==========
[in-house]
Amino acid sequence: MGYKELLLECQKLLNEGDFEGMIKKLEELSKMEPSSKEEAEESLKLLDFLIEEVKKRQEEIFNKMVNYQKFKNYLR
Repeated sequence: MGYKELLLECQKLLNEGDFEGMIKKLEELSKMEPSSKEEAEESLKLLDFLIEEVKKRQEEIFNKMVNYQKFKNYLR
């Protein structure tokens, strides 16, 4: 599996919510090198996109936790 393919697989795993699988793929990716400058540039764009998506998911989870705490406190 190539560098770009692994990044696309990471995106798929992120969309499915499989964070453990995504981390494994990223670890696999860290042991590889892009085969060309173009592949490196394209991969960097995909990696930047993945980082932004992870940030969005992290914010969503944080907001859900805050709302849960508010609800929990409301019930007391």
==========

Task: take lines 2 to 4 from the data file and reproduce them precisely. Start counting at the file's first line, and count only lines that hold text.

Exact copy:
Amino acid sequence: MGYKELLLECQKLLNEGDFEGMIKKLEELSKMEPSSKEEAEESLKLLDFLIEEVKKRQEEIFNKMVNYQKFKNYLR
Repeated sequence: MGYKELLLECQKLLNEGDFEGMIKKLEELSKMEPSSKEEAEESLKLLDFLIEEVKKRQEEIFNKMVNYQKFKNYLR
């Protein structure tokens, strides 16, 4: 599996919510090198996109936790 393919697989795993699988793929990716400058540039764009998506998911989870705490406190 190539560098770009692994990044696309990471995106798929992120969309499915499989964070453990995504981390494994990223670890696999860290042991590889892009085969060309173009592949490196394209991969960097995909990696930047993945980082932004992870940030969005992290914010969503944080907001859900805050709302849960508010609800929990409301019930007391």